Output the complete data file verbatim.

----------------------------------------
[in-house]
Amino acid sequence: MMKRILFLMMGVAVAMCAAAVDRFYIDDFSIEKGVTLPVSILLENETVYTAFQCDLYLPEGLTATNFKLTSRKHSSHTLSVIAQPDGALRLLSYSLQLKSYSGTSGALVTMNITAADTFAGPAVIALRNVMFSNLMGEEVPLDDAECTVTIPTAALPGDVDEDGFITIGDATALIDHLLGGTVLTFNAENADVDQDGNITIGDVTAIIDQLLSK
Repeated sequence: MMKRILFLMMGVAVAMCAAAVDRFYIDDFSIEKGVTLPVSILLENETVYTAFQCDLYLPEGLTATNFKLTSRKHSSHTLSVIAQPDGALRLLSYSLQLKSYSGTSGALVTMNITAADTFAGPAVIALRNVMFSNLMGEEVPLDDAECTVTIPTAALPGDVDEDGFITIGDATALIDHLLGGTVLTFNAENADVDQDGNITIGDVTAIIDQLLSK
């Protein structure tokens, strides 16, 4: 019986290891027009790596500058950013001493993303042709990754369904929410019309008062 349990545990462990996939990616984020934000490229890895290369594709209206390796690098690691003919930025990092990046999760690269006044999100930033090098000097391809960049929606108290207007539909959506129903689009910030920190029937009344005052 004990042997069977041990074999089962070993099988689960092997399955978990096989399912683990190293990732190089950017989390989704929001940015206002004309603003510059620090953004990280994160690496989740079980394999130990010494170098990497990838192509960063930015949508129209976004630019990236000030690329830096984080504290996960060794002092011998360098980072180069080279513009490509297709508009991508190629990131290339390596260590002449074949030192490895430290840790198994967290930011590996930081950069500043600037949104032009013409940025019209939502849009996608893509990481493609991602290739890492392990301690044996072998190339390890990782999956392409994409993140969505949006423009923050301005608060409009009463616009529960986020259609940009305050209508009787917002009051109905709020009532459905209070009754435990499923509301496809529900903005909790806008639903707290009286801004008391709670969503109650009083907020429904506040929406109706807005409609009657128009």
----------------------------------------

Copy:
[in-house]
Amino acid sequence: MMKRILFLMMGVAVAMCAAAVDRFYIDDFSIEKGVTLPVSILLENETVYTAFQCDLYLPEGLTATNFKLTSRKHSSHTLSVIAQPDGALRLLSYSLQLKSYSGTSGALVTMNITAADTFAGPAVIALRNVMFSNLMGEEVPLDDAECTVTIPTAALPGDVDEDGFITIGDATALIDHLLGGTVLTFNAENADVDQDGNITIGDVTAIIDQLLSK
Repeated sequence: MMKRILFLMMGVAVAMCAAAVDRFYIDDFSIEKGVTLPVSILLENETVYTAFQCDLYLPEGLTATNFKLTSRKHSSHTLSVIAQPDGALRLLSYSLQLKSYSGTSGALVTMNITAADTFAGPAVIALRNVMFSNLMGEEVPLDDAECTVTIPTAALPGDVDEDGFITIGDATALIDHLLGGTVLTFNAENADVDQDGNITIGDVTAIIDQLLSK
């Protein structure tokens, strides 16, 4: 019986290891027009790596500058950013001493993303042709990754369904929410019309008062 349990545990462990996939990616984020934000490229890895290369594709209206390796690098690691003919930025990092990046999760690269006044999100930033090098000097391809960049929606108290207007539909959506129903689009910030920190029937009344005052 004990042997069977041990074999089962070993099988689960092997399955978990096989399912683990190293990732190089950017989390989704929001940015206002004309603003510059620090953004990280994160690496989740079980394999130990010494170098990497990838192509960063930015949508129209976004630019990236000030690329830096984080504290996960060794002092011998360098980072180069080279513009490509297709508009991508190629990131290339390596260590002449074949030192490895430290840790198994967290930011590996930081950069500043600037949104032009013409940025019209939502849009996608893509990481493609991602290739890492392990301690044996072998190339390890990782999956392409994409993140969505949006423009923050301005608060409009009463616009529960986020259609940009305050209508009787917002009051109905709020009532459905209070009754435990499923509301496809529900903005909790806008639903707290009286801004008391709670969503109650009083907020429904506040929406109706807005409609009657128009």